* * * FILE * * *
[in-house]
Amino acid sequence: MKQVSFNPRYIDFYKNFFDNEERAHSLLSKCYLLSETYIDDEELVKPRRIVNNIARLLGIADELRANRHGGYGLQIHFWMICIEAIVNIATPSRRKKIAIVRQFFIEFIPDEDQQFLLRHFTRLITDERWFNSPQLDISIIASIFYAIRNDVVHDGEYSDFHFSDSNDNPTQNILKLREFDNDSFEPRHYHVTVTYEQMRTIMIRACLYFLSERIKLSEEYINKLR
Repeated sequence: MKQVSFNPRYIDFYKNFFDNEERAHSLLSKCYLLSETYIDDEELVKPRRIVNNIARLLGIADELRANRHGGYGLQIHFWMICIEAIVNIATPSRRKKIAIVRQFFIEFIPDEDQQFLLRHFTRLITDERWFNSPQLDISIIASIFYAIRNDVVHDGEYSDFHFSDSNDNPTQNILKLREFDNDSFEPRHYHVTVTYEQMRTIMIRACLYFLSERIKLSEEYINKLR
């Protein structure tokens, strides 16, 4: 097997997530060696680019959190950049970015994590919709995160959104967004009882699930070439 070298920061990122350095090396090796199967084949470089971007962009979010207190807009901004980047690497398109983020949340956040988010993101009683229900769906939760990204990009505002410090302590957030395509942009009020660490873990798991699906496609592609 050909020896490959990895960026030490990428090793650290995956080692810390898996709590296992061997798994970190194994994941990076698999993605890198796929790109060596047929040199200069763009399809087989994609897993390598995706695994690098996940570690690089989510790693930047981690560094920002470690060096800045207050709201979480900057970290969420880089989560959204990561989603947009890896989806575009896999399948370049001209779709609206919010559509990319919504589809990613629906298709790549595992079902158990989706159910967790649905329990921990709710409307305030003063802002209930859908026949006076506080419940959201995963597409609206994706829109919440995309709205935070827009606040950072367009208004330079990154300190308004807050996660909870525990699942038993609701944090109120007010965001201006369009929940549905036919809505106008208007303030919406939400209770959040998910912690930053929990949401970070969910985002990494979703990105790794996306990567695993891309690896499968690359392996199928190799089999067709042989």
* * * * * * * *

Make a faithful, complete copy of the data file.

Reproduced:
[in-house]
Amino acid sequence: MKQVSFNPRYIDFYKNFFDNEERAHSLLSKCYLLSETYIDDEELVKPRRIVNNIARLLGIADELRANRHGGYGLQIHFWMICIEAIVNIATPSRRKKIAIVRQFFIEFIPDEDQQFLLRHFTRLITDERWFNSPQLDISIIASIFYAIRNDVVHDGEYSDFHFSDSNDNPTQNILKLREFDNDSFEPRHYHVTVTYEQMRTIMIRACLYFLSERIKLSEEYINKLR
Repeated sequence: MKQVSFNPRYIDFYKNFFDNEERAHSLLSKCYLLSETYIDDEELVKPRRIVNNIARLLGIADELRANRHGGYGLQIHFWMICIEAIVNIATPSRRKKIAIVRQFFIEFIPDEDQQFLLRHFTRLITDERWFNSPQLDISIIASIFYAIRNDVVHDGEYSDFHFSDSNDNPTQNILKLREFDNDSFEPRHYHVTVTYEQMRTIMIRACLYFLSERIKLSEEYINKLR
């Protein structure tokens, strides 16, 4: 097997997530060696680019959190950049970015994590919709995160959104967004009882699930070439 070298920061990122350095090396090796199967084949470089971007962009979010207190807009901004980047690497398109983020949340956040988010993101009683229900769906939760990204990009505002410090302590957030395509942009009020660490873990798991699906496609592609 050909020896490959990895960026030490990428090793650290995956080692810390898996709590296992061997798994970190194994994941990076698999993605890198796929790109060596047929040199200069763009399809087989994609897993390598995706695994690098996940570690690089989510790693930047981690560094920002470690060096800045207050709201979480900057970290969420880089989560959204990561989603947009890896989806575009896999399948370049001209779709609206919010559509990319919504589809990613629906298709790549595992079902158990989706159910967790649905329990921990709710409307305030003063802002209930859908026949006076506080419940959201995963597409609206994706829109919440995309709205935070827009606040950072367009208004330079990154300190308004807050996660909870525990699942038993609701944090109120007010965001201006369009929940549905036919809505106008208007303030919406939400209770959040998910912690930053929990949401970070969910985002990494979703990105790794996306990567695993891309690896499968690359392996199928190799089999067709042989």